However, Myanmar’s popular opposition leader, the Nobel Peace laureate Aung San Suu Kyi, who has come under international criticism for not strongly condemning anti-Muslim sentiment in the country, has called the proposed law a “violation of women’s rights and human rights”.
Also proposed is a measure to legally regulate conversion from Buddhism to another religion.
“Conversion is an individual freedom,” Archbishop Bo said. “They cannot force anybody to become one religion or the other. Even the pope said we have to respect even the atheist who doesn’t profess any religion. I think we have to respect the conscience of each one. We cannot force them to join one religion or the other; not the parents, not the state, not the monks.”
The proposed laws would also attempt to restrict population growth. The Myanmar government has already enacted policies aimed at limiting Rohingya families to two children.
“All these areas I don’t think anyone can impose on anyone,” said Archbishop Bo, adding that such laws could jeopardize new freedoms, mainly the newfound ability of Myanmar citizens, with some restrictions, to hold public demonstrations.
“If we restrict these, it’s not democracy,” he said.
The drafters also want laws to limit the number of wives a man can take, even though polygamy is already illegal under Myanmar law.
Archbishop Bo also warned of an increasing trend in Myanmar for hate speech, which is most commonly directed against Muslims. He said he had spent time in a rural area on the outskirts of Yangon recently and heard a Buddhist monk preaching anti-Muslim sermons though a loudspeaker day after day.
“This hate speech is occurring all over the country,” he said, singling out U Wirathu, a prominent Buddhist monk and the leader of the 969 movement.
He offered his support for a new campaign called Panzagar, or “flower speech,” founded this month by Myanmar blogger Nay Phone Latt, which aims to tackle hate speech in Myanmar, particularly on social media.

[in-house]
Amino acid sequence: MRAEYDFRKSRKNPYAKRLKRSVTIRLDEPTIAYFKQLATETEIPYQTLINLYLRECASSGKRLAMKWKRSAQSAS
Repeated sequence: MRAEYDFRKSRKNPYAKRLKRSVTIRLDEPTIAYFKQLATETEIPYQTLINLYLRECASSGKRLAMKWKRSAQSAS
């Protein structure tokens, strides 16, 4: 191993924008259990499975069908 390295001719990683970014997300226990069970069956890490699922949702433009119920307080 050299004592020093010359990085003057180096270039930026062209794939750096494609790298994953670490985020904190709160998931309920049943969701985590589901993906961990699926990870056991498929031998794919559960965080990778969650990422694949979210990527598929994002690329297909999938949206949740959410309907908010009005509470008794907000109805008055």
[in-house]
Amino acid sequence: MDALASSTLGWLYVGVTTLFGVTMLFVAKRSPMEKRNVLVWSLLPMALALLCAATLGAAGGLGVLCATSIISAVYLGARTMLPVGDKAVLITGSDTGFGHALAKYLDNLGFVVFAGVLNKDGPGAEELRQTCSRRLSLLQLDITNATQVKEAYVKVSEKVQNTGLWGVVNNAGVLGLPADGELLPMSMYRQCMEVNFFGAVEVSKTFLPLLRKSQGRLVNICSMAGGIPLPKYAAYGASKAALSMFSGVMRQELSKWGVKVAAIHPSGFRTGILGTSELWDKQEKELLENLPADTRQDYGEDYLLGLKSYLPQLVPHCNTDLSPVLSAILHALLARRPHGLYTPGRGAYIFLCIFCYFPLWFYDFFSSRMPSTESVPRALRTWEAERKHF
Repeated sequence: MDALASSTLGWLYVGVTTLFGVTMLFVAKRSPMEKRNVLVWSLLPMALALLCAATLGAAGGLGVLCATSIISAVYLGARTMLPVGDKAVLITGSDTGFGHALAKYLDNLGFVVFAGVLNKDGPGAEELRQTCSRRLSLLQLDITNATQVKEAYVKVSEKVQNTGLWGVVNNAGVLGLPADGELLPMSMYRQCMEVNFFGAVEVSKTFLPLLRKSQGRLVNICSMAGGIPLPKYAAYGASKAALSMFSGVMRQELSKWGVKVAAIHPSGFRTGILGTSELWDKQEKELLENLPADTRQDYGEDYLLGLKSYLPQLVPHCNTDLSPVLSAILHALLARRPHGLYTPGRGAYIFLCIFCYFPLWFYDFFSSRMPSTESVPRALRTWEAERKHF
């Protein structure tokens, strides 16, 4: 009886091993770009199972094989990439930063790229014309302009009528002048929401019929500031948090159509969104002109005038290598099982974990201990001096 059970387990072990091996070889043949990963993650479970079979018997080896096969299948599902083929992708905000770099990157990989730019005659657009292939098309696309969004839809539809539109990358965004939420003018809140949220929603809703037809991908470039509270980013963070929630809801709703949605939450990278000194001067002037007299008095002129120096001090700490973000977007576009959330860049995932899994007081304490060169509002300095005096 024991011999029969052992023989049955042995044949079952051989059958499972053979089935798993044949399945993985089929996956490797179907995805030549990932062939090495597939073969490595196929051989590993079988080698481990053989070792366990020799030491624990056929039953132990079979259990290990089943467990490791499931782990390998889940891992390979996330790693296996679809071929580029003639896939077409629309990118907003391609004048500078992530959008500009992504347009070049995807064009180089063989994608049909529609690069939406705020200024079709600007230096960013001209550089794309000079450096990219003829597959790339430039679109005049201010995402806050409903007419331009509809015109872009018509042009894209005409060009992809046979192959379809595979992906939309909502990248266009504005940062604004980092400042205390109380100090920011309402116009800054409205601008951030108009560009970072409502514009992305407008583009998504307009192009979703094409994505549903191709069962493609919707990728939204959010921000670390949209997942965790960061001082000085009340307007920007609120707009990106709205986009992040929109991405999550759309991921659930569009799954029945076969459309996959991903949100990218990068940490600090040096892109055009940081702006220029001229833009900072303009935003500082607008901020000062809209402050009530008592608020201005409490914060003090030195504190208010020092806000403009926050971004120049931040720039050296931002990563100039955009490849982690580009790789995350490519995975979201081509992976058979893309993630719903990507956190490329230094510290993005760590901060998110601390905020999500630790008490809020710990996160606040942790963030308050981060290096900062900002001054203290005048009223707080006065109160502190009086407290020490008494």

“Even the ordinary simple Buddhists are becoming definitely prejudiced against the Muslims. So if anything happens, they always go for violence. So I think the government should move against this hate speech,” he said. “So far the authorities have not made any statement on this hate speech.”
The archbishop said he would use his sermons this Easter to call for more religious tolerance in Myanmar, adding that a positive approach to promoting religion was needed.
“The religious leaders must preach the goodness of their own religion in order to attract them. It’s a sort of negative mind for the Buddhists to preach against,” he said.
“Preaching the goodness of one’s religion, or holiness of one’s religion, should be emphasized, rather than attacking the other religion. If we have respect for the other religion, it’s positive.”
Brunei, April 08, 2014: A new sharia penal code that includes archaic Islamic penalties such as flogging and stoning to death – some of which will be applied to non-Muslims – is being rolled out in Brunei from this month.
The laws, which will be introduced in three phases over the next two years, have been criticised both in and outside of Brunei.
In a letter to the Sultan of Brunei, Hassanal Bolkiah, the International Commission of Jurists (ICJ) said that the new penal code violates international human rights standards. It raised concerns about the imposition of the death penalty and other penalties that constitute torture or other cruel, inhuman, or degrading treatment or punishment; discrimination against women; and violation of the rights to religious freedom, freedom of opinion and freedom of expression.
There has been much criticism of the code by Bruneians on social media, prompting a warning from the Sultan that critics could be prosecuted under the new laws.
Non-Muslim communities, who comprise around a third of the population, are especially concerned. They would be liable to face the harshest sharia penalties for certain crimes, such as robbery and adultery.
The new laws will also further restrict their already constrained rights and freedoms.
The government of Brunei has long promoted the Shafii school of Sunni Islam and discouraged the practice of other religions; evangelism by non-Muslims is illegal, and non-Muslim public religious gatherings are restricted.
Under the new measures, non-Muslims are banned from using 19 Islamic words, including “Allah”, and there are penalties for printing, disseminating, importing, broadcasting and distributing publications contrary to Islamic teaching.
Converts from Islam as well as those who help them to change their religion will be especially endangered. Criticising Islam or bringing it into contempt will reportedly be punishable by death or 30 years in prison and 40 lashes.
Those who commit apostasy, leaving Islam, are liable to face the death penalty.
Before the new penal code was introduced in Brunei, elements of sharia law were already in force, but these mostly concerned family matters.
Christians comprise around ten per cent of the population.
- barnabas team